THE BIG PICTURE: Salt Lake City Winter Games bid committee hints at proposal coming to LA28 and USOPC to allow a bid for the 2030 Games

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On the same day that Australia’s aggressive bid for the Games of the XXXV Olympiad was endorsed by the International Olympic Committee’s Executive Board, Brisbane as the host city for 2032, the Salt Lake City-Utah Commission for the Games was smiling.

They are also well along with a detailed bid to return the Olympic Winter Games to Salt Lake City, Utah, site of the highly-successful 2002 Winter Games which was an athletic, aesthetic and financial success with a $76 million surplus that continues to fund the legacy venues of those Games.

Already the confirmed candidate of the U.S. Olympic & Paralympic Committee, the sticking point has been about whether to bid for the 2030 Winter Games, or ask for 2034, in view of the 2028 Olympic Games being staged in Los Angeles.

At a Thursday meeting of the Commission’s Strategic Board at the Olympic Oval in Kearns, Utah, the question was discussed publicly, and in detail by Fraser Bullock, not only the President and Chief Executive of the Commission, but the Chief Operating Officer of the 2002 Games organizing committee.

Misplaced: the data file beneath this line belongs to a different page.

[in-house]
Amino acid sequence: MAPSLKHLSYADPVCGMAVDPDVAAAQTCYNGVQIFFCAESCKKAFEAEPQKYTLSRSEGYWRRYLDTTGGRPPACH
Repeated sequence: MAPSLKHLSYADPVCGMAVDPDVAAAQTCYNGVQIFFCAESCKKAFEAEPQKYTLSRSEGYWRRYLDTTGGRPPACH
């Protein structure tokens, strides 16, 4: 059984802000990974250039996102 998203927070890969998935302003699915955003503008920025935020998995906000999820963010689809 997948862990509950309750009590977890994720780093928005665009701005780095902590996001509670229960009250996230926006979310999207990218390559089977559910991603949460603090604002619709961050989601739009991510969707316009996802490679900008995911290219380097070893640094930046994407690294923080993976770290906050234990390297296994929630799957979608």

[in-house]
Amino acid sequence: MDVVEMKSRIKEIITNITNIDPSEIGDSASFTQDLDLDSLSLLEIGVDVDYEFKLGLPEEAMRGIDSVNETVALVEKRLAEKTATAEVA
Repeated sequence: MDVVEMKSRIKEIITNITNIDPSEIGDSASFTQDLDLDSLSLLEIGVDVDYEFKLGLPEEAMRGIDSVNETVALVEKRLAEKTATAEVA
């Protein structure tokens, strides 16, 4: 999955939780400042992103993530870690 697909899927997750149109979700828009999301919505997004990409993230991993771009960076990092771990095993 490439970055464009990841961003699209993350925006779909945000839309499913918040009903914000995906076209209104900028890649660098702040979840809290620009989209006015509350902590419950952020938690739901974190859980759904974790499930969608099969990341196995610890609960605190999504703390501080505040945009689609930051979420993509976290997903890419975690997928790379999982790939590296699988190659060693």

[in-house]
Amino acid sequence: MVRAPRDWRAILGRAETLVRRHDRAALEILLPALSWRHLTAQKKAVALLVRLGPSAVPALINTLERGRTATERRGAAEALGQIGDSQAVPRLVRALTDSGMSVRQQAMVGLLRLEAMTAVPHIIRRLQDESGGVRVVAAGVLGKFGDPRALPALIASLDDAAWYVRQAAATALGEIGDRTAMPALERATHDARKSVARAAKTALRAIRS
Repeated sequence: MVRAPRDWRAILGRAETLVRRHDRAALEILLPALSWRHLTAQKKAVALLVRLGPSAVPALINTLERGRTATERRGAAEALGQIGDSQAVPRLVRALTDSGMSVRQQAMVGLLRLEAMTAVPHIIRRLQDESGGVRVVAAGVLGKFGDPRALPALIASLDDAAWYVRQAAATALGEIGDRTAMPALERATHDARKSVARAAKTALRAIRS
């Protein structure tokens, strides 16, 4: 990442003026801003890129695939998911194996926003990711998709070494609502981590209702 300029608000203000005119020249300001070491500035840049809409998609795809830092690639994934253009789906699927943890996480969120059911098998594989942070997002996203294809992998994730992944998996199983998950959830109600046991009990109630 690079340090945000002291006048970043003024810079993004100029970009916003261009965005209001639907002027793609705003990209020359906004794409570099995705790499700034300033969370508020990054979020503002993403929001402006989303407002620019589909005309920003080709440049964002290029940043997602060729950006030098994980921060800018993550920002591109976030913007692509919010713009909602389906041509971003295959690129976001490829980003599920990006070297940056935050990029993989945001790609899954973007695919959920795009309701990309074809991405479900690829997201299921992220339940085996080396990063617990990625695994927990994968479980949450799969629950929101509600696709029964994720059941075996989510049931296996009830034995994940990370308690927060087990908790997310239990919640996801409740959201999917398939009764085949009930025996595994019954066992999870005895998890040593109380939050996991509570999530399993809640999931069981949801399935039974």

Bullock was candid:

“First and foremost, we need to choose 2030 vs. 2034 … that is our threshold issue. …

“It’s really a collaborative process with and between us and the USOPC. We’re in touch with them all the time, it’s like a couple of times a week, where we’re going through these concepts, and the big factors that we’re working through is safeguarding LA 2028. That is number one. They’ve got those Games, we’re fully supportive of them and anything we do needs to be additive to them.

“But then when we go through it, we say ‘OK, what are the big issues of 2030 vs. 2034?’ and one of the biggest ones is just economics. You have back-to-back Games that close together, that are 18 months apart. Is there a way to solve the domestic sponsorship revenue opportunity and challenge there? Are there enough sponsorship dollars to go around?